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'Allied Spirit' Preps Troops for Combat

Michigan Army Guard element serves as lead advisor during high-intensity multinational training exercise in Germany
Soldiers practice a react-to-contact movement Jan. 22 during Allied Spirit IV, a multinational exercise at the U.S. Army’s Joint Multinational Readiness Center in Hohenfels, Germany. Photo by SSG Edward Siguenza
Soldiers practice a react-to-contact movement Jan. 22 during Allied Spirit IV, a multinational exercise at the U.S. Army’s Joint Multinational Readiness Center in Hohenfels, Germany. Photo by SSG Edward Siguenza

HOHENFELS, Germany More than 2,400 service members from seven nations recently concluded tactical training in the cold and snowy conditions of Bavaria, Germany, during Exercise Allied Spirit IV.

This multinational exercise, headquartered by the Italian Garibaldi Brigade, partners units from Europe and North America for more than two weeks of realistic, high-intensity training. The exercise prepares participants for various combat scenarios, such as conventional forces engagements, guerrilla warfare and reacting to chemical attacks. The purpose is to train brigade- and battalion-level commands that could encounter such scenarios on real-world battlefields.

Soldiers from Canada, Germany, Latvia, Slovenia, the United Kingdom and the U.S. participated in this year's exercise. Italy's Garibaldi Brigade took the helm of the exercise, giving the famed Italian infantry unit a rare opportunity to lead a multinational task force at an American installation in the heart of Europe.

"This provides us a lot of opportunities to train with our allies and partners," said Lieutenant Colonel Gennaro Troise, Garibaldi Brigade's chief public affairs officer. "The most important thing is for all of us to stay together, to cooperate with other nations. This is a multinational environment."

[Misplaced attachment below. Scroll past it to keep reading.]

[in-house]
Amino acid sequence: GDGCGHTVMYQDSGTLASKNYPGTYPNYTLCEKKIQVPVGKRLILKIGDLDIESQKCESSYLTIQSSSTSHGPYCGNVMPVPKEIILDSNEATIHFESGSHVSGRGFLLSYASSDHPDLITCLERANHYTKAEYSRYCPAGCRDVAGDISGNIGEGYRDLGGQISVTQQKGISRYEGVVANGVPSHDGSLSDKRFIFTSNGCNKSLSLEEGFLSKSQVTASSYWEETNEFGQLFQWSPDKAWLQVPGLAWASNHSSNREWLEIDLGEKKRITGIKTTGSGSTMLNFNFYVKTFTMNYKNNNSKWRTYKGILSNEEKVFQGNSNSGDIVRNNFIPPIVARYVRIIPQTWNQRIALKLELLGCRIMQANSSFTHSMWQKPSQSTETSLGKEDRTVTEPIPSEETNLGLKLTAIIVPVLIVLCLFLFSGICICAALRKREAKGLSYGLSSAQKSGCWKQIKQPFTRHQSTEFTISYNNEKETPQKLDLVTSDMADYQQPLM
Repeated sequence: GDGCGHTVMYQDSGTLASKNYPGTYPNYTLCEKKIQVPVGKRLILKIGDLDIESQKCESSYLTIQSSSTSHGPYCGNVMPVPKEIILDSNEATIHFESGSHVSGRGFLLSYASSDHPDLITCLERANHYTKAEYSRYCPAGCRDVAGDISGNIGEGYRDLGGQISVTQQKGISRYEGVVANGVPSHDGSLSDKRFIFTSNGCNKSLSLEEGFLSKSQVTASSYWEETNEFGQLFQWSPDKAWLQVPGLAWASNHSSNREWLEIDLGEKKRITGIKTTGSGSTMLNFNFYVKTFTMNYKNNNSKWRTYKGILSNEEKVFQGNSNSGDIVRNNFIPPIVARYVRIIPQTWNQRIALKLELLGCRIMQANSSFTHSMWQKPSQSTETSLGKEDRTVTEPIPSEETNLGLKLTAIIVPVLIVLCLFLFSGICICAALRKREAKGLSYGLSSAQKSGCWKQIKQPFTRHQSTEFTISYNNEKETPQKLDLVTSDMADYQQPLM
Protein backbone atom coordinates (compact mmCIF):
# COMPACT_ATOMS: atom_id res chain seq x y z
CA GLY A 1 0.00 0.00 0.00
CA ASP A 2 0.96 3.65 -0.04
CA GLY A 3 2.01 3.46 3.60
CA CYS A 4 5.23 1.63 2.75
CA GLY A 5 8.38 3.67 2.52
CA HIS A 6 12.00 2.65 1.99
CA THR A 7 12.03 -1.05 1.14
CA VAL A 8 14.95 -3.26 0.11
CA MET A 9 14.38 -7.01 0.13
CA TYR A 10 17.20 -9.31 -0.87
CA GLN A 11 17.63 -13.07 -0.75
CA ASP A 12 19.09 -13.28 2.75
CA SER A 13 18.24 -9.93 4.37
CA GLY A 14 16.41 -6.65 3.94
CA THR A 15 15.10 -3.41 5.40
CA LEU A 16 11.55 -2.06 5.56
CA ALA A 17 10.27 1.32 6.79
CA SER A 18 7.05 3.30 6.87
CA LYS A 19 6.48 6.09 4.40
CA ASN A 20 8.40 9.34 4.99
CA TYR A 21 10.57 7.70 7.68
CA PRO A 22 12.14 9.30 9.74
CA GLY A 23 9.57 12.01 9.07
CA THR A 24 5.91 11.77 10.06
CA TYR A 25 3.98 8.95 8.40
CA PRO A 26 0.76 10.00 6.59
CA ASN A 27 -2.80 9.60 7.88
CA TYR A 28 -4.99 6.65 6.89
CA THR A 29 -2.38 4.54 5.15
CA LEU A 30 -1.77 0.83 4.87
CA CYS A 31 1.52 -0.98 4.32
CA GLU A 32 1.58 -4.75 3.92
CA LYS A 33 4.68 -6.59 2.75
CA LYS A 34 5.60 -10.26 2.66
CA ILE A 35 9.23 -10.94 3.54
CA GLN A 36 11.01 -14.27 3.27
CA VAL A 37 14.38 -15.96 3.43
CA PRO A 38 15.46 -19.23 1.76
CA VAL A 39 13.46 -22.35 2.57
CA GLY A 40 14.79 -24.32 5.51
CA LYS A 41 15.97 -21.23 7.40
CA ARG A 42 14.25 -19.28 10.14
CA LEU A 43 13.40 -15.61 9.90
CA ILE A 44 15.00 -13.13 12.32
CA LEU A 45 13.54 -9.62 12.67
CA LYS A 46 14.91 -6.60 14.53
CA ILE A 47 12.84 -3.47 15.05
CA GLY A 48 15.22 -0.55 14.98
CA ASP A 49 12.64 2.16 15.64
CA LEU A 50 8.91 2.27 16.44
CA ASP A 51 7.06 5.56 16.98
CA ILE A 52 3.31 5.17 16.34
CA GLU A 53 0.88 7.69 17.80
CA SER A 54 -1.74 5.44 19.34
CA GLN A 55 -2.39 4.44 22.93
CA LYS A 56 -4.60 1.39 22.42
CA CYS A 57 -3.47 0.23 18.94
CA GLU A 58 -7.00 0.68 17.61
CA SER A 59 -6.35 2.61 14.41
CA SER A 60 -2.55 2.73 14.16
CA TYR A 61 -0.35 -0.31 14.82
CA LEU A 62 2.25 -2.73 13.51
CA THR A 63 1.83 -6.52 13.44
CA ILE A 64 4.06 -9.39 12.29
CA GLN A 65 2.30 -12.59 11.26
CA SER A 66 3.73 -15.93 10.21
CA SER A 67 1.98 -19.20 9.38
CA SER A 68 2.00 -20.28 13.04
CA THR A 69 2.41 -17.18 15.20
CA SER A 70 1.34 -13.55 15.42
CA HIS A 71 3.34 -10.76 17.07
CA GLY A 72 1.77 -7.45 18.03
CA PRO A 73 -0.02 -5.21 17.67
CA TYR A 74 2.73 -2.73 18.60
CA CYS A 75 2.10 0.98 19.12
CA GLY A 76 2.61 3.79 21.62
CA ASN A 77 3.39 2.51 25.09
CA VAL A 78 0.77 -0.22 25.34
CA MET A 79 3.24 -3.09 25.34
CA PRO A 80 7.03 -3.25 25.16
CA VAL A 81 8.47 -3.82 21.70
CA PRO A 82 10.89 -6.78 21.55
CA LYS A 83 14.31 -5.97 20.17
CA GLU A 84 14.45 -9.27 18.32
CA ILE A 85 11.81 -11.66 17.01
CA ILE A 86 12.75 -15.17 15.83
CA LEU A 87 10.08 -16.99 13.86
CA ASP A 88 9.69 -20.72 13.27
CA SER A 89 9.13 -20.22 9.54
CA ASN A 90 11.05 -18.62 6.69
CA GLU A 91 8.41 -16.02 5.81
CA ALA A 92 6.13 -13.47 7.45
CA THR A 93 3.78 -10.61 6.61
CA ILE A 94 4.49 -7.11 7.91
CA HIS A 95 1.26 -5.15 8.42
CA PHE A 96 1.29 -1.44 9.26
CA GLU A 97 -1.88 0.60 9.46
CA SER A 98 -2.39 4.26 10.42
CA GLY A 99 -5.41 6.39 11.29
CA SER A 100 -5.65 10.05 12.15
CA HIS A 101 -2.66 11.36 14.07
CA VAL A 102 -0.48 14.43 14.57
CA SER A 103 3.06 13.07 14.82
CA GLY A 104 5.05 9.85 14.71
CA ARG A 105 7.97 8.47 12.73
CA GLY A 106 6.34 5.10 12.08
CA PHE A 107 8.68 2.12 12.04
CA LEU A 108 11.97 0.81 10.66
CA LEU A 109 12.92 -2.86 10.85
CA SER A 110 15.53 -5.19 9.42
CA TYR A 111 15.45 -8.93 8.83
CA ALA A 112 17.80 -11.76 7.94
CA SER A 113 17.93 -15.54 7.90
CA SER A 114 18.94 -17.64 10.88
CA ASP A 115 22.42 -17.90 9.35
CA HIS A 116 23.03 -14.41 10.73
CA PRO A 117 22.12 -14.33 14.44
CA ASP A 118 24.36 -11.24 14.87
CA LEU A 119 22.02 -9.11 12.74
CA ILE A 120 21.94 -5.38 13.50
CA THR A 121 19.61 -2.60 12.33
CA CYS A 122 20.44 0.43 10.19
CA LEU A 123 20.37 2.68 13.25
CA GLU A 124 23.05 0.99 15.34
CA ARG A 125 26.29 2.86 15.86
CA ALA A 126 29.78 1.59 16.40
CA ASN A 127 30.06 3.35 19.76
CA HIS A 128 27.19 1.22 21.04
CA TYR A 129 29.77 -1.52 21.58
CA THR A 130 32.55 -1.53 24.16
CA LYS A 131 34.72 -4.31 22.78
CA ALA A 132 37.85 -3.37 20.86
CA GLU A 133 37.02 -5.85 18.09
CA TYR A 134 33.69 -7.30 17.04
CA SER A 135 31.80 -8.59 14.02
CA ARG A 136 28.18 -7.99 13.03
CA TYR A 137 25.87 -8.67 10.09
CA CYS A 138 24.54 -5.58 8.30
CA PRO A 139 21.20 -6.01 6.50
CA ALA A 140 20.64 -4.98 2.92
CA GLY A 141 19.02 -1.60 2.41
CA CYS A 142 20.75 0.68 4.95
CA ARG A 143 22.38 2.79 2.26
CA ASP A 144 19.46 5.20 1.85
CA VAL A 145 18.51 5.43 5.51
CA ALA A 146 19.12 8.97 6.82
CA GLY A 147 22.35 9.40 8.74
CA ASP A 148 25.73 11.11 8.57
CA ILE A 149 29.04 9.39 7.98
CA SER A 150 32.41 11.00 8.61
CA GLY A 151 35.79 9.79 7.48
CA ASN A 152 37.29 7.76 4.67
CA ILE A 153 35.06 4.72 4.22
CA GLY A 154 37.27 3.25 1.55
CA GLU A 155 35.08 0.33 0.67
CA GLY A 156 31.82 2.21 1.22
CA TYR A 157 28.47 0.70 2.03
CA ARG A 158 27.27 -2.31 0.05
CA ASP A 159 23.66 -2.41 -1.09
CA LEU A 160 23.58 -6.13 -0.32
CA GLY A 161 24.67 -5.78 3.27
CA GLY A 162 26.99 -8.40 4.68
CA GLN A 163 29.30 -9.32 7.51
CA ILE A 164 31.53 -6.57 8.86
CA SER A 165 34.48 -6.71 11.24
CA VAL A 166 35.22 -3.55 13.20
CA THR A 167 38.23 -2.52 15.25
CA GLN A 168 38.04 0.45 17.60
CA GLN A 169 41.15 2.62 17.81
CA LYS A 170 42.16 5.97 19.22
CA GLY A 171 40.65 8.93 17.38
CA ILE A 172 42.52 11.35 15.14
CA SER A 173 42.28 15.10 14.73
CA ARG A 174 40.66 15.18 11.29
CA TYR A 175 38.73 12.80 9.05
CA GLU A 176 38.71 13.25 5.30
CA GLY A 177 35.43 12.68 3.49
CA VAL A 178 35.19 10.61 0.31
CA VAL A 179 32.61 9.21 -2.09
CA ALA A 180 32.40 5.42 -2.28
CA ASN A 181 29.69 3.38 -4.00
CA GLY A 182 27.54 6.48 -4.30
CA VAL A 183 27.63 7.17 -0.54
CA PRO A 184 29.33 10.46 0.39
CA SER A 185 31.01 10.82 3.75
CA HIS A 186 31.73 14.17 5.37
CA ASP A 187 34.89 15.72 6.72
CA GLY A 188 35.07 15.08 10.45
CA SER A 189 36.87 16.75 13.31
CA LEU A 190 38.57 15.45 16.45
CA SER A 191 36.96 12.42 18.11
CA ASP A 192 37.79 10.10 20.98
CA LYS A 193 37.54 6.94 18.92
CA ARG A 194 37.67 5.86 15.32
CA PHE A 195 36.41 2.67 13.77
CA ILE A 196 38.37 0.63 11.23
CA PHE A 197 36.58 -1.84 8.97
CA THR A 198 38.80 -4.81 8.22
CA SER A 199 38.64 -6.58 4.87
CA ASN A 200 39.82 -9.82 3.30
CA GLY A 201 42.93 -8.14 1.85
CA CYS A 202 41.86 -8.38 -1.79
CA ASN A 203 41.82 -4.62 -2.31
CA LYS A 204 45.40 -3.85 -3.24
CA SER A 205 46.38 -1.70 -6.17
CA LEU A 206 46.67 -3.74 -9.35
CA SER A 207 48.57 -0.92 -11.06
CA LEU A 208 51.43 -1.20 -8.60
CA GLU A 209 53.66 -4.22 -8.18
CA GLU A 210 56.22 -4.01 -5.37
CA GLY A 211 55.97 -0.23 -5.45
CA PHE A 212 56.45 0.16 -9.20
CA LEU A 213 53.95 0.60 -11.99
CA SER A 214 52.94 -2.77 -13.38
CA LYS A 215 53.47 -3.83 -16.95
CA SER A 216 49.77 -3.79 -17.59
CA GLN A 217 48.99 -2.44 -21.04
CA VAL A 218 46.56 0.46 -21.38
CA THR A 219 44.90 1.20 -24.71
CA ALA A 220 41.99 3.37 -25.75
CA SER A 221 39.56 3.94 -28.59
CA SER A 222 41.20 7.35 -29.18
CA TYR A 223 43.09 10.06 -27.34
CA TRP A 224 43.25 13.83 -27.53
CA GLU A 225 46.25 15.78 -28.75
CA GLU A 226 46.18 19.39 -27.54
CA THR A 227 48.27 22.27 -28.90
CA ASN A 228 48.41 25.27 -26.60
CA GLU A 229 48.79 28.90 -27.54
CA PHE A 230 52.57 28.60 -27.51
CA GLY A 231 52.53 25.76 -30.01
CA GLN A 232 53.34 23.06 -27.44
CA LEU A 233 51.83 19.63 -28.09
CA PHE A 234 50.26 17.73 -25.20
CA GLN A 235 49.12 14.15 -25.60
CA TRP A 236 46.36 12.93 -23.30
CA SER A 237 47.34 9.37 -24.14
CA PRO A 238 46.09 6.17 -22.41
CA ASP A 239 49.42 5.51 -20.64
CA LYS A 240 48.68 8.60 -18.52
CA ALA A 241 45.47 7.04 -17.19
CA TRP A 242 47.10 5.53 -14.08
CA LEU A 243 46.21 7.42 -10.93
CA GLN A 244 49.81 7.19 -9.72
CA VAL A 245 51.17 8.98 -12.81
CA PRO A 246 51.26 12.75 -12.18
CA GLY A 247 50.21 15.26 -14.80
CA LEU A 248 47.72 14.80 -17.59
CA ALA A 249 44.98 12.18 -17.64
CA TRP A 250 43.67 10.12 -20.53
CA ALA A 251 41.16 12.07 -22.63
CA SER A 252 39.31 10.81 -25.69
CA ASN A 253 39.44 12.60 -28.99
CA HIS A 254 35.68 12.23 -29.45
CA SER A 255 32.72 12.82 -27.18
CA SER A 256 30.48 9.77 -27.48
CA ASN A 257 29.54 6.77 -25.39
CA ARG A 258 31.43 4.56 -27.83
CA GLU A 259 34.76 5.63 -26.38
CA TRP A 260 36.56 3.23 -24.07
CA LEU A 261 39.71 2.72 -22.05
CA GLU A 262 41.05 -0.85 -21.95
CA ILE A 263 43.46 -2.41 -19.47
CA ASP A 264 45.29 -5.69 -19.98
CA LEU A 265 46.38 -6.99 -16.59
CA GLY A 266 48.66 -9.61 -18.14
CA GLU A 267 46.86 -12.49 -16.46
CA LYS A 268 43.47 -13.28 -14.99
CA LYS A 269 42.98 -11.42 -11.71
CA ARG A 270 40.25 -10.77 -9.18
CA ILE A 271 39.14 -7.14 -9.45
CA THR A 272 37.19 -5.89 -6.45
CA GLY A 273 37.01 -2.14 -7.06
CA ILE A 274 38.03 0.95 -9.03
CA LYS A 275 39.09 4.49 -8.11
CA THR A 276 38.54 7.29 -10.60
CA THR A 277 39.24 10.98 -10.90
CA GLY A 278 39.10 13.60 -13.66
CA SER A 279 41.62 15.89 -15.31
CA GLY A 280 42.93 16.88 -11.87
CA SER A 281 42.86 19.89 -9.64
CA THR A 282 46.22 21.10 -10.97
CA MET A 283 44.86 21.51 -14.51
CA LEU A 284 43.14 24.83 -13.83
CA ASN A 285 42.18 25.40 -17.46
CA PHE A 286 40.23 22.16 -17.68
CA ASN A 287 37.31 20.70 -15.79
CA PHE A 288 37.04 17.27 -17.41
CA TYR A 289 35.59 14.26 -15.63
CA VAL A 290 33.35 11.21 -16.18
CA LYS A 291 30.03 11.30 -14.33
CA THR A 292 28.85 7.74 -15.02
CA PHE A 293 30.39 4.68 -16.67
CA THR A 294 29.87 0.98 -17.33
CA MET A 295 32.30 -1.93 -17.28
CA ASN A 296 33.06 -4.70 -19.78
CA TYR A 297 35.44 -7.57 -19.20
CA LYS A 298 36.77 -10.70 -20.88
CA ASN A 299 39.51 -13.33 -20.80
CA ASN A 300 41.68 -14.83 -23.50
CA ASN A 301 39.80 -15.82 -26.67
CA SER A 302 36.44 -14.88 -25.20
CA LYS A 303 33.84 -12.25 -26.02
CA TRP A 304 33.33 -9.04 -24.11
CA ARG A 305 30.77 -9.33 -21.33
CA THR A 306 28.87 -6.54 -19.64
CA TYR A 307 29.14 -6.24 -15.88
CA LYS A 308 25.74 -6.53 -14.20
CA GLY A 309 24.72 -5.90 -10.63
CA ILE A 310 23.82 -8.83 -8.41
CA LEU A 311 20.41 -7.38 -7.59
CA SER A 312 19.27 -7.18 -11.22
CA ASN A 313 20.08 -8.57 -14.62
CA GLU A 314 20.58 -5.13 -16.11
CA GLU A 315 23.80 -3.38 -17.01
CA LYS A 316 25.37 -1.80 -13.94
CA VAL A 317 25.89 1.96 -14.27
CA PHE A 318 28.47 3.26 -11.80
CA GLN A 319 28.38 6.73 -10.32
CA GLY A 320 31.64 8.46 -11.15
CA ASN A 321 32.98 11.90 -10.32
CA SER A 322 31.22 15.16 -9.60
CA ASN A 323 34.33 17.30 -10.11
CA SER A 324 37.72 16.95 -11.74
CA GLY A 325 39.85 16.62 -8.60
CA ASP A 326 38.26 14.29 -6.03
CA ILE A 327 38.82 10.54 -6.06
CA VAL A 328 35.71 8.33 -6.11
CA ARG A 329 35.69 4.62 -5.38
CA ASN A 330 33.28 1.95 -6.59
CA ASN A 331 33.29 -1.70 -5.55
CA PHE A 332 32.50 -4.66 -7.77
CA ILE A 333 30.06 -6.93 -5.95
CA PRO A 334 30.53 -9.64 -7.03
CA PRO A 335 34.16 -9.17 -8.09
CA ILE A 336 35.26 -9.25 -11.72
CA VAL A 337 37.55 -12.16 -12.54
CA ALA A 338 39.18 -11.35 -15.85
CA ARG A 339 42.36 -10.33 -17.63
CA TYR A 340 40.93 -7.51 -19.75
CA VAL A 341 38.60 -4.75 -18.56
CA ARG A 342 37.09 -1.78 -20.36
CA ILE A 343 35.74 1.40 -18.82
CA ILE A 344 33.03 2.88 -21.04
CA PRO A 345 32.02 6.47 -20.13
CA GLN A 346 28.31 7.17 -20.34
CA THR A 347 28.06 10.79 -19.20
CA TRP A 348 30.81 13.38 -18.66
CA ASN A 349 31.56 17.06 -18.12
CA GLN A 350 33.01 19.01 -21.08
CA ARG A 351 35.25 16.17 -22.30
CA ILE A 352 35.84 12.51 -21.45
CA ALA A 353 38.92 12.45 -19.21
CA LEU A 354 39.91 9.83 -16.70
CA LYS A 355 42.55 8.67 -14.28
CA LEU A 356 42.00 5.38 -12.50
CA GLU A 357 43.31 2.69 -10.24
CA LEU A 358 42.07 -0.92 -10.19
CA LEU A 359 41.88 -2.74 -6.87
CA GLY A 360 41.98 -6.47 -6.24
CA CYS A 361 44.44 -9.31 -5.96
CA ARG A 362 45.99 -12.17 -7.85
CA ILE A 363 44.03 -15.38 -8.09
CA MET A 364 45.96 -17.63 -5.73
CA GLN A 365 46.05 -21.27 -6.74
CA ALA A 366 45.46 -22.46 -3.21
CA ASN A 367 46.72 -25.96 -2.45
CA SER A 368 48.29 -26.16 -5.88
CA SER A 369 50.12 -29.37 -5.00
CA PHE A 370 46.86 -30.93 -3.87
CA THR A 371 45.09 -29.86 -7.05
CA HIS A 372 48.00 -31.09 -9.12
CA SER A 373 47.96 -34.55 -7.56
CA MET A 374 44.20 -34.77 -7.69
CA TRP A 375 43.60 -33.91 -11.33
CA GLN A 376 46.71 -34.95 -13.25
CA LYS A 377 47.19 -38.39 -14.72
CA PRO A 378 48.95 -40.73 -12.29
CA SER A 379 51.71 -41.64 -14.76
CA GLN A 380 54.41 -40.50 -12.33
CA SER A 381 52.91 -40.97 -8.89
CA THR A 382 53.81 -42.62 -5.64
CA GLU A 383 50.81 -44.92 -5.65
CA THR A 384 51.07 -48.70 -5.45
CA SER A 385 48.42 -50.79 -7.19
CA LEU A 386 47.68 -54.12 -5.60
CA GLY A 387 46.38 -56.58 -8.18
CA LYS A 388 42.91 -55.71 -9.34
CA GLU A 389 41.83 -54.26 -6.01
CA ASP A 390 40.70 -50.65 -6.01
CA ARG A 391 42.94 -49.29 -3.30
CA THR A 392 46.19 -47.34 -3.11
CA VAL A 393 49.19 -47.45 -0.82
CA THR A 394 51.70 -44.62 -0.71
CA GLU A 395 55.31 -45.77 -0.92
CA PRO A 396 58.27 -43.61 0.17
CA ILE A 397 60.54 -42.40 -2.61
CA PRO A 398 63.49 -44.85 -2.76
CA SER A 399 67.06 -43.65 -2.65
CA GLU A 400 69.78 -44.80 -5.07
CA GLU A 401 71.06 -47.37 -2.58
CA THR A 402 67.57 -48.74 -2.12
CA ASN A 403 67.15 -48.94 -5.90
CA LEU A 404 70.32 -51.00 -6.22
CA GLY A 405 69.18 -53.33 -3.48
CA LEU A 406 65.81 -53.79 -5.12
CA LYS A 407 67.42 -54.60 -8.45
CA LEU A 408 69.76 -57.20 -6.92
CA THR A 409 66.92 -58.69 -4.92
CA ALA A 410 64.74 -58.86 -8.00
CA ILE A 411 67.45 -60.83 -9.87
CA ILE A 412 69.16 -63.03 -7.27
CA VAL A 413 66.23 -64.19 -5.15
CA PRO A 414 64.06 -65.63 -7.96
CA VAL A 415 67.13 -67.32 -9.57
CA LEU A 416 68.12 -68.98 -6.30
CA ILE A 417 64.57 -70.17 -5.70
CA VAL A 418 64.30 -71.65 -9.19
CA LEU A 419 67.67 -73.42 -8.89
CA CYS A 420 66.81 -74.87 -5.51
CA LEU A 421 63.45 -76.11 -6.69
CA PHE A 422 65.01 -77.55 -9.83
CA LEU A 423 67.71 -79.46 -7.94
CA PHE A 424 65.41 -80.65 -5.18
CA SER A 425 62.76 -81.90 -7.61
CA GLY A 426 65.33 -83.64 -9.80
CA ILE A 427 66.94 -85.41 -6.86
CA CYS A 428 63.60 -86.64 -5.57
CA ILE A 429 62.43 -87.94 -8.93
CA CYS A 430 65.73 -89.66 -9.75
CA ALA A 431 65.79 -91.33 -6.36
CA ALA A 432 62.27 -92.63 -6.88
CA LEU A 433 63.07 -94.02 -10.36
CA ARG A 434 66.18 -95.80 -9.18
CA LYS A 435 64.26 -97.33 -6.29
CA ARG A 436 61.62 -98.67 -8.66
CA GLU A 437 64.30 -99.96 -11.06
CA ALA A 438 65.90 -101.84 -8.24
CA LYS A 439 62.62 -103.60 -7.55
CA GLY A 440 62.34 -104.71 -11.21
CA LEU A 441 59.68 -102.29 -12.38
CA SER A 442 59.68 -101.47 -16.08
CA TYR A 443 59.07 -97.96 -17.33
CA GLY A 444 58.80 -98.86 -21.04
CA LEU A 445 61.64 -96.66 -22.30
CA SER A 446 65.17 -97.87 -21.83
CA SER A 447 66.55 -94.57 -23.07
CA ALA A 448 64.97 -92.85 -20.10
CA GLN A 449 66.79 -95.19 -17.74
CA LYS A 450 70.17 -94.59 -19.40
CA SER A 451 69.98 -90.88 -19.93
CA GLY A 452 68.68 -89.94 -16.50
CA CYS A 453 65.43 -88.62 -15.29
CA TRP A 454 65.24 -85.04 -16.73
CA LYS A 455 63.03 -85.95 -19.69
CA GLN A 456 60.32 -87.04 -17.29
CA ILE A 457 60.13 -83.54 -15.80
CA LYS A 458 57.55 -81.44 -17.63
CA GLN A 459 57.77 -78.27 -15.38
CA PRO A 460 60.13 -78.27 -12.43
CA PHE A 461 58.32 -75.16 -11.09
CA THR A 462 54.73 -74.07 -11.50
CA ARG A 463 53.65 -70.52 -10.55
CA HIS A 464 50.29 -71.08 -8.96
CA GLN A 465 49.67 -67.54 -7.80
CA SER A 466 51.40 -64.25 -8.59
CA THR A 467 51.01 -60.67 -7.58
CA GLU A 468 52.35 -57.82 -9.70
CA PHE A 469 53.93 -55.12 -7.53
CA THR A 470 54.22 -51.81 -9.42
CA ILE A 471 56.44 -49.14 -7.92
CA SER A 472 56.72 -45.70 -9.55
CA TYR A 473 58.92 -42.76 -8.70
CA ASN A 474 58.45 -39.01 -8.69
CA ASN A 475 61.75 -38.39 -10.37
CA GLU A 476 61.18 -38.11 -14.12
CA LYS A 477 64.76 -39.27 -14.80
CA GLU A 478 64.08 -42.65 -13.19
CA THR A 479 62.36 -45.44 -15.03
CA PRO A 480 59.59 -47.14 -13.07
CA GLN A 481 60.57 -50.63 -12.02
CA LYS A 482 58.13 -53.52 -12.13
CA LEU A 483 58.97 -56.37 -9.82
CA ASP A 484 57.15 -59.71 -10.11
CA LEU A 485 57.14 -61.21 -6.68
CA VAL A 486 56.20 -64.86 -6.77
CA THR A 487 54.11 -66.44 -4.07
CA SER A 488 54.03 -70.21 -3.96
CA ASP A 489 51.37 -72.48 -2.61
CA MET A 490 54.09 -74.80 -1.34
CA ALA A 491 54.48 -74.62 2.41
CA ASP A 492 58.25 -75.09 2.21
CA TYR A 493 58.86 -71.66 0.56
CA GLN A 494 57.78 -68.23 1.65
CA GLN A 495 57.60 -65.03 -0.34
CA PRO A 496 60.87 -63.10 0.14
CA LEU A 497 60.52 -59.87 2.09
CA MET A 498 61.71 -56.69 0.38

While the Garibaldi Brigade served as the brigade headquarters, an element of the Michigan Army National Guard served as lead advisor in the higher command.

The Michigan element, in conjunction with the Joint Multinational Readiness Center, or JMRC, exercise control cell, directed the battle, added some uncertainty and adjusted the fight to achieve the Rotational Training Units' training goals.

Participating U.S. Army units included the 2nd Cavalry Regiment and the 173rd Airborne Brigade Combat Team. The opposing forces for the exercise included 1st Battalion, 4th Infantry Regiment, based at U.S. Army Garrison Bavaria, Hohenfels.

Five Army National Guard elements also participated, led by the Louisiana National Guard with more than 120 Soldiers. The Michigan National Guard provided nearly 50 troop, while Guard units from Ohio, Washington, DC, and California provided critical enablers to the exercise.

"We want to push them from their comfort zone and facilitate their learning," said Michigan National Guard Colonel Clark C. Barrett, commander of NATO Rapid Deployment Corps–Hohenfels. "It is our hope to not only learn from our allies, but also demonstrate the United States' overall support of the NATO mission."